Happy National Coming Out Day!
Today is the day that the LGBTQ community has designated as a day to be sure to tell someone else that you are not heterosexual. Why? Because research shows that people who know an LGBTQ person are much less likely to be homophobic and are much more likely to become open-minded about LGBTQ issues such as gay marriage, hate crime law and protection of LGBTQ youth in schools.
This is also a day, I’ve noticed that straight allies come out as allies. As LGBTQ youth come out younger and younger, it is all the more important that there are strong allies to youth available to advocate for them, accept them and just plain understand them. It matters not if the ally is straight or not. It simply matters that there are many out there who are open about their willingness to stand up — sometimes at their own personal risk — for a young person.
I can attest that some of the strongest allies to the LGBTQ community that I know of are friends and family of LGBTQ people: The mom of a young gay man who started a PFLAG chapter, the daughter of an out gay man, a sister who puts on programming for PFLAG, a niece of a transgender man who goes out of her way to speak up for transpeople, and a mom and dad who are now regulars at the Dignity USA conferences. These people carry their ally-ship beyond their families. These people are teachers, therapists, writers, doctors and retirees who come to the side of LGBTQ people on important issues in large and small ways. From posting on Facebook to writing a column in a newspaper to changing an intake form to incorporate non-straight identities, these are strong people who have done their own work to not only “accept” that there loved one is LGBTQ but have gone out of their way to make the world safer for everyone.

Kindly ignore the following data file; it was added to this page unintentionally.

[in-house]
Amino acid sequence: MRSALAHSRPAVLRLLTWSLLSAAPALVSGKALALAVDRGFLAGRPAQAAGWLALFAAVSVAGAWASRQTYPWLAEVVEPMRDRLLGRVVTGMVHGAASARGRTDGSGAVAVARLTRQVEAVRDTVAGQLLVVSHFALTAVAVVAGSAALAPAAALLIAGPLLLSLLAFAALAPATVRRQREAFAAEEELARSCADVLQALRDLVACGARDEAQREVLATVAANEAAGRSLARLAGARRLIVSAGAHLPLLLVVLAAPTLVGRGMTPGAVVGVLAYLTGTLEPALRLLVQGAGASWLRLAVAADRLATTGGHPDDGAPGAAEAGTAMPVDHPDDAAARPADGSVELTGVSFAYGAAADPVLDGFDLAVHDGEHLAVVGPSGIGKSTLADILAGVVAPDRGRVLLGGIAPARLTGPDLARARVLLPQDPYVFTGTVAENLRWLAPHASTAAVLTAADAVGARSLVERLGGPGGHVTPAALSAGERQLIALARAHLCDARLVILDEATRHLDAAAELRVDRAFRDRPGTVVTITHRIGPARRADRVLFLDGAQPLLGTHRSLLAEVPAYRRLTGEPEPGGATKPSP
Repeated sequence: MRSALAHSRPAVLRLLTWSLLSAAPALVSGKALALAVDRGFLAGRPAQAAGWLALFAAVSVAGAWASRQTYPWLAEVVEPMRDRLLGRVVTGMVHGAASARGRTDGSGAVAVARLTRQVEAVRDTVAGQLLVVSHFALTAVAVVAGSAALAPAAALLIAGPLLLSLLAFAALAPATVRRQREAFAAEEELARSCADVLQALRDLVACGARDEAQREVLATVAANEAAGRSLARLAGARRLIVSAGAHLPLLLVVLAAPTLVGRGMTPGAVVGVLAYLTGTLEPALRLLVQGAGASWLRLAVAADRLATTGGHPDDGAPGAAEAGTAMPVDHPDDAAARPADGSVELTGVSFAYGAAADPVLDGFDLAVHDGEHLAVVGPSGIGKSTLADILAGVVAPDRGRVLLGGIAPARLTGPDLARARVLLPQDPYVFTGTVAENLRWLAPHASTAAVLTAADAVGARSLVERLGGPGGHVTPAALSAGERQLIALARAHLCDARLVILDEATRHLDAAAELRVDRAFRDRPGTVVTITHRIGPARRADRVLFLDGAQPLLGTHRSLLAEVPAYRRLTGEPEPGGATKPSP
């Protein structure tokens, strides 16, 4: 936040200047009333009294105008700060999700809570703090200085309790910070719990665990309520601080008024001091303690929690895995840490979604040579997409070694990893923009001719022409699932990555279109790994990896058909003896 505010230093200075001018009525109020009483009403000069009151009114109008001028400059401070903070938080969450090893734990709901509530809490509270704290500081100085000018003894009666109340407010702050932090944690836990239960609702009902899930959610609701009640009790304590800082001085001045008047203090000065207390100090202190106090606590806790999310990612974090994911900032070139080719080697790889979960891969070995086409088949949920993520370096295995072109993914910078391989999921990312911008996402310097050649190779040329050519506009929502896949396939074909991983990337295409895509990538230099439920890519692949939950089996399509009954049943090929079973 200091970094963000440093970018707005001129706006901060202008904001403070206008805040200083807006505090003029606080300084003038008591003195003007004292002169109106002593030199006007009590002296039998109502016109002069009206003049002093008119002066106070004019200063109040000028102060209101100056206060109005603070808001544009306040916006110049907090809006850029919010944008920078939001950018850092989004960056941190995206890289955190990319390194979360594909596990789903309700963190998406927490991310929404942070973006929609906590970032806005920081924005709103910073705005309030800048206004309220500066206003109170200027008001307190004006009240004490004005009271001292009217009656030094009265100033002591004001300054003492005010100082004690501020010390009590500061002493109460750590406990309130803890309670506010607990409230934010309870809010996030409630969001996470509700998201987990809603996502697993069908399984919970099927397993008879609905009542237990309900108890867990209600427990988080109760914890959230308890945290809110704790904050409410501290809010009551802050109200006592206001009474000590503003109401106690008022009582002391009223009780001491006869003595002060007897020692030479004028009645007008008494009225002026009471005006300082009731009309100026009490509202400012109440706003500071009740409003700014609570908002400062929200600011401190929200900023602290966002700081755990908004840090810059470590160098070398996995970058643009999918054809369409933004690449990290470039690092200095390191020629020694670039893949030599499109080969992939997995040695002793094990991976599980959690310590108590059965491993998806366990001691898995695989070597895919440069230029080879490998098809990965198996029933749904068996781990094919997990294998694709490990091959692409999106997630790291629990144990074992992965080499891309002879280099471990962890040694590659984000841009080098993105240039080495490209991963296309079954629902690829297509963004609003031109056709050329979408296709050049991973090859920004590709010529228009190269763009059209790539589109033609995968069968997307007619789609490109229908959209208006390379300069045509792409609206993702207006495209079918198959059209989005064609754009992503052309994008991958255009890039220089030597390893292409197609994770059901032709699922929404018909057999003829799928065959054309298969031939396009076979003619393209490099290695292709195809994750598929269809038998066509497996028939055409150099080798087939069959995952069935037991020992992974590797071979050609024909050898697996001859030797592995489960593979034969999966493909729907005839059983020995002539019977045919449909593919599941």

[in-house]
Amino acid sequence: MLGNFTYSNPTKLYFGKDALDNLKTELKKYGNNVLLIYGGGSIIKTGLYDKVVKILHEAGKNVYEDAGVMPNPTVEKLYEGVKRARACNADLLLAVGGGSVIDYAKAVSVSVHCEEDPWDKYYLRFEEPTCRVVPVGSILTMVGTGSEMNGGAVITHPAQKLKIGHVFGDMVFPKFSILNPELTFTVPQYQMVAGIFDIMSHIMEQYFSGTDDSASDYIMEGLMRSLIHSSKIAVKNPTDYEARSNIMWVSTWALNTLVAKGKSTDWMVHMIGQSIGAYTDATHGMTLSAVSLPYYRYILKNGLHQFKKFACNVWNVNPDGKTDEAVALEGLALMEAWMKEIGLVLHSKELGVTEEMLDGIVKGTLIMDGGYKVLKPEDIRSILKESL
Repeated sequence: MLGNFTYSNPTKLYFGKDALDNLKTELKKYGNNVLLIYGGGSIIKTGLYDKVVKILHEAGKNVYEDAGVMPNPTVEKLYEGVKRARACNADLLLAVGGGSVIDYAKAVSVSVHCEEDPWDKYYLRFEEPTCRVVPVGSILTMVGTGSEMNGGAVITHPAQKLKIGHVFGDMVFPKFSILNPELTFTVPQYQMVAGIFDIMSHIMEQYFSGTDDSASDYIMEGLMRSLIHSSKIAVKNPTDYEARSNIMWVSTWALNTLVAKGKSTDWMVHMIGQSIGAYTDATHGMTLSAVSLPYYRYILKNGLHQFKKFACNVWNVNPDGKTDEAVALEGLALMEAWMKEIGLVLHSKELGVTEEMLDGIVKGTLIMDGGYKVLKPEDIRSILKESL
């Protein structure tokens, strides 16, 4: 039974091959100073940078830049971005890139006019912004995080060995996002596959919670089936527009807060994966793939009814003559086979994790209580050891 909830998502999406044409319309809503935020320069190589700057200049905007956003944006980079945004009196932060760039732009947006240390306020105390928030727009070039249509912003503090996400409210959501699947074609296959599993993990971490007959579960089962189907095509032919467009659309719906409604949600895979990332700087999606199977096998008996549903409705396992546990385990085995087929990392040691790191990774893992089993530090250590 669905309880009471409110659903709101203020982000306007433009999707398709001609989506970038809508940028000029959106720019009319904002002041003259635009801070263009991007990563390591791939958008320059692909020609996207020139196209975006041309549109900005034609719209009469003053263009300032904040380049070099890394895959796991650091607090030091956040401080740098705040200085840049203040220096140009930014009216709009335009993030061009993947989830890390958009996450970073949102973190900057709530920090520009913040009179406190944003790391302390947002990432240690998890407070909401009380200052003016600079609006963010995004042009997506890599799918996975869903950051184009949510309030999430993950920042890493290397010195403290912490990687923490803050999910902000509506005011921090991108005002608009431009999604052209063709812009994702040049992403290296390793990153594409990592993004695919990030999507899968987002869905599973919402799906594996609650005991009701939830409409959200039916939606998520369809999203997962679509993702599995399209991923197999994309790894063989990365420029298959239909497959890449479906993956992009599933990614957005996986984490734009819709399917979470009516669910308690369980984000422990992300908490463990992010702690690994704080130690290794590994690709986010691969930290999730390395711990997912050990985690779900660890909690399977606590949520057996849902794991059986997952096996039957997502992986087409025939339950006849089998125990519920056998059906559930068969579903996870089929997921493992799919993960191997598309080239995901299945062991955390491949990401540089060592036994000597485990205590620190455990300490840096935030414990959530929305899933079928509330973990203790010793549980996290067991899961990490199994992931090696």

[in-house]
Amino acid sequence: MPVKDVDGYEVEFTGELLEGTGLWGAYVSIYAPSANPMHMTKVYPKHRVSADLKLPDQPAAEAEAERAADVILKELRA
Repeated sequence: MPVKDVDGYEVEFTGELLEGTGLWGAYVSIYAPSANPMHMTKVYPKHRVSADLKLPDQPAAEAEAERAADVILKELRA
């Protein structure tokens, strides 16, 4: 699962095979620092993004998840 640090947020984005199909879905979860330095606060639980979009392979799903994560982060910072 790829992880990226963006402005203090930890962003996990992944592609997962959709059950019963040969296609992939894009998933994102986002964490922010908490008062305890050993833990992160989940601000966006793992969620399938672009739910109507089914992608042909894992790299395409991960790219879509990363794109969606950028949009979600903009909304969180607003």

So, to everyone who comes out today, to everyone who has been come out to, to allies who have helped make it possible, thank you. It is through being proudly non-heterosexual that we show the world that there is truly nothing to fear.
Some wonderful articles on coming out have run recently on coming out including the New York Times Magazine piece on coming out in middle school. The article is as much about the adults around them — parents, school counselors, teachers and LGBTQ youth advocates as it is about the students themselves. Many of these allies were not prepared for youth to be coming out as early as 11. Many struggled to overcome their own biases or still are. The piece highlights the power of adults in the world of these youth. The strict, anti-gay father or the principal who has failed to crack down on anti-gay bullying can cause significant hardship for these youth and their families. Advocates in any relationship to young people — parents, a school nurse, a para at school or an aunt can be a life preserver for these youth. Those who have someone to advocate for them are stronger, healthier, and more resilient.
You never know what 10 or 11-year-old is out there looking for someone who might “get it.” Maybe you won’t even speak with them but just the sight of your rainbow sticker, HRC button, your PFLAG Mom hat, “Safe Space” Sign, or even you holding hand with a partner might alleviate a young person’s loneliness and depression. So, come out as LGBTQ or an ally. Without realizing, your making the world that much safer.
For more information, see HRC’s tools for “Conversations from the Heart” — how to start a conversation on National Coming Out Day for LGBTQ people and supporters.
Or, watch their video “Conversations from the Heart”